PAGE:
I'm sure that most of us have some variation of a Third Hand (aka Helping Hand) in our workshop. If you're not familiar with this particular tool, it's basically a pair of alligator clips that are attached to articulating arms with a weighted base. The mechanical "hands" will securely hold whatever small widget you're working on, while leaving your actuals hands free to do the work. The utility of these simple tools for outweighs their meager cost (usually $5-$10).
I have several Third Hands that I employ for a variety of tasks. The one I use most often is at my soldering station. I use it to hold wires, connectors, circuit boards, motors, or whatever else I need to solder. While I love this tool, I do have to concede that it has limitations. You can certainly buy nicer and more elaborate Third Hand tools. But there is often a significant bump in price for the upgrade. Second-tier units typically sell in the $30-$50 range.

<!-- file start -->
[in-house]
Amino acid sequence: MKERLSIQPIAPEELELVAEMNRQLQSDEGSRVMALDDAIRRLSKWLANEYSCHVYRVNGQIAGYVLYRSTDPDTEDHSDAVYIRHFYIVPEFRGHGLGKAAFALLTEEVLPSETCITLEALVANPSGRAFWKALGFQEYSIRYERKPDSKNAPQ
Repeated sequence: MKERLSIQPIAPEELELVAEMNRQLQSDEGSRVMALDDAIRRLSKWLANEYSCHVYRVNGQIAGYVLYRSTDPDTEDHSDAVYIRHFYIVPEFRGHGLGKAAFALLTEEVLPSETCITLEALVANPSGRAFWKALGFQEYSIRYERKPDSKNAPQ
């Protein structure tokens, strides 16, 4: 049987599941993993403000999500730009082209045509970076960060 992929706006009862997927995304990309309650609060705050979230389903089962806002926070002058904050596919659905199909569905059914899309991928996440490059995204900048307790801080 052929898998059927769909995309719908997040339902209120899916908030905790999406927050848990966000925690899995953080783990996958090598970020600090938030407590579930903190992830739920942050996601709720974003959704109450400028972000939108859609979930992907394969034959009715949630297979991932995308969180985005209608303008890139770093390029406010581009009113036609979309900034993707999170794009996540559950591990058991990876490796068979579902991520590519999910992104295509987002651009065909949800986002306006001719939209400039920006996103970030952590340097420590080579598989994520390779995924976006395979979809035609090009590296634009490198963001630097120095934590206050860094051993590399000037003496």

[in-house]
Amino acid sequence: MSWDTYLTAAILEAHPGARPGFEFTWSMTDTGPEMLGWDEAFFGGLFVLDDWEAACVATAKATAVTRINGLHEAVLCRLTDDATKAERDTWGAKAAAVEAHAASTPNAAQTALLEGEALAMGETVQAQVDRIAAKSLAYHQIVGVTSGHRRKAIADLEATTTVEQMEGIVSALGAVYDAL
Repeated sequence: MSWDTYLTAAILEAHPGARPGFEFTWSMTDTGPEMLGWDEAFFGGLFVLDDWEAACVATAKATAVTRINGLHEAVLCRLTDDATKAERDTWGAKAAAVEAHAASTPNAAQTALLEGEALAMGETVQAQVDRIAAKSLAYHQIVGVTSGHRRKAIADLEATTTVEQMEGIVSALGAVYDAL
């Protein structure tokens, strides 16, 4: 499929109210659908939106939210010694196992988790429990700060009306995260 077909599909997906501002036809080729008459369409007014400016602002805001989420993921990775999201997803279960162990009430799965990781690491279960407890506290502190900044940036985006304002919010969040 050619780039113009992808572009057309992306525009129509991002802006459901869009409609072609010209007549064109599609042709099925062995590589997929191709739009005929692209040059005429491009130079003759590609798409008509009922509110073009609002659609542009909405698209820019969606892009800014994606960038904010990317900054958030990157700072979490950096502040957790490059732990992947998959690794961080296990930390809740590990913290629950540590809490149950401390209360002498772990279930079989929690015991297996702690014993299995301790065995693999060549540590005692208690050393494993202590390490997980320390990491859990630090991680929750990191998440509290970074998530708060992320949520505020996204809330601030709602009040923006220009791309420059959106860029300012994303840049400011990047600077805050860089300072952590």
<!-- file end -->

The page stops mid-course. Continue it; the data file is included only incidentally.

There's nothing wrong with spending $50 on a high-quality tool that fits your needs. The problem was that I didn't see any off-the-shelf models that had everything I wanted for soldering tasks. So I decided to try upgrading my base model Third Hand. This was actually my second round of modifying the Third Hand I use for soldering. I previously adapted an aluminum heatsink that makes it easier to solder battery connectors.